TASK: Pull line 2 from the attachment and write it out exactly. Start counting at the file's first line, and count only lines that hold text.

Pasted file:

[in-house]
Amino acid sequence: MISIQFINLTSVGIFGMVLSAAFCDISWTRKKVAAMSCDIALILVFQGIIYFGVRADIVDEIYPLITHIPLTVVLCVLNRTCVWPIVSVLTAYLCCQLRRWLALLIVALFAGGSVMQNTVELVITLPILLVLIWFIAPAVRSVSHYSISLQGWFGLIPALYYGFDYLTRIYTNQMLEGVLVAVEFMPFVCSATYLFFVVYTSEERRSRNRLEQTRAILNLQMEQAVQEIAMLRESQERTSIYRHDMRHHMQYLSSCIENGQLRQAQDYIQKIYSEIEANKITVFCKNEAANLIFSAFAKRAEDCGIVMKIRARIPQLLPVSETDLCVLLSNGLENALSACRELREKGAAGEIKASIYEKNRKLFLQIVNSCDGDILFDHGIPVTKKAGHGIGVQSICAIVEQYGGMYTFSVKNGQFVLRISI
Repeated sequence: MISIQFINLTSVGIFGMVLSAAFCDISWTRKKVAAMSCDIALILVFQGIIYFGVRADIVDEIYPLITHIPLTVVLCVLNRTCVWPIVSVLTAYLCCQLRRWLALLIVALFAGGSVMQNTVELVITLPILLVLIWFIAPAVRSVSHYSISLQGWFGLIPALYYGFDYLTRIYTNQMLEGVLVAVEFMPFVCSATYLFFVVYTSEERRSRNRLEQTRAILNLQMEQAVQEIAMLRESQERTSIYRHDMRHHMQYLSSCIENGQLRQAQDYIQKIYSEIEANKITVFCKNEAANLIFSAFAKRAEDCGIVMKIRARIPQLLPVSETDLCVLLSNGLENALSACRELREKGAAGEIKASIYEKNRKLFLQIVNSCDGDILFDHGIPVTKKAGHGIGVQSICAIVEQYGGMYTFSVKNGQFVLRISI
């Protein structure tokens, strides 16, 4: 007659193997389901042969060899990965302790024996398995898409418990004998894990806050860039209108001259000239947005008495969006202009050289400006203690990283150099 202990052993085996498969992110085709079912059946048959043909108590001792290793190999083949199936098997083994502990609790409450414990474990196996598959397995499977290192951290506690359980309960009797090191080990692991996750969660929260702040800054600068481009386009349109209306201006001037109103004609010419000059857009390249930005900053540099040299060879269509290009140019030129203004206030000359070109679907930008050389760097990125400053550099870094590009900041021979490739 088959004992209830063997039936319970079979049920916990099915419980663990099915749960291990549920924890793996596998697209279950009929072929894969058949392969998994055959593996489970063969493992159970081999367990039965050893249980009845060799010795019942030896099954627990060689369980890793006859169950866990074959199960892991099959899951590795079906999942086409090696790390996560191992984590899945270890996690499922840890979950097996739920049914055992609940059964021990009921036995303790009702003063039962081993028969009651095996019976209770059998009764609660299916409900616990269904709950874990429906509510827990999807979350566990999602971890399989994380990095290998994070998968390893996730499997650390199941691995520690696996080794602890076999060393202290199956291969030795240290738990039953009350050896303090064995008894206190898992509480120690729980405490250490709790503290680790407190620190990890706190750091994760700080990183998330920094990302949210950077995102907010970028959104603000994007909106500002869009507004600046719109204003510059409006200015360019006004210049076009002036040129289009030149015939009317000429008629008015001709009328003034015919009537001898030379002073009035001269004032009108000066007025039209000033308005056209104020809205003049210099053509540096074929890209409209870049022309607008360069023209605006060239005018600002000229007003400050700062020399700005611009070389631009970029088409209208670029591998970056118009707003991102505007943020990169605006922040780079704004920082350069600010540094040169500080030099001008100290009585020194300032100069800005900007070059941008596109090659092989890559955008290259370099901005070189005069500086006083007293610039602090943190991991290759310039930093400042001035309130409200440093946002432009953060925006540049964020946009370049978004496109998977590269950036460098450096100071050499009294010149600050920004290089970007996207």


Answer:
Amino acid sequence: MISIQFINLTSVGIFGMVLSAAFCDISWTRKKVAAMSCDIALILVFQGIIYFGVRADIVDEIYPLITHIPLTVVLCVLNRTCVWPIVSVLTAYLCCQLRRWLALLIVALFAGGSVMQNTVELVITLPILLVLIWFIAPAVRSVSHYSISLQGWFGLIPALYYGFDYLTRIYTNQMLEGVLVAVEFMPFVCSATYLFFVVYTSEERRSRNRLEQTRAILNLQMEQAVQEIAMLRESQERTSIYRHDMRHHMQYLSSCIENGQLRQAQDYIQKIYSEIEANKITVFCKNEAANLIFSAFAKRAEDCGIVMKIRARIPQLLPVSETDLCVLLSNGLENALSACRELREKGAAGEIKASIYEKNRKLFLQIVNSCDGDILFDHGIPVTKKAGHGIGVQSICAIVEQYGGMYTFSVKNGQFVLRISI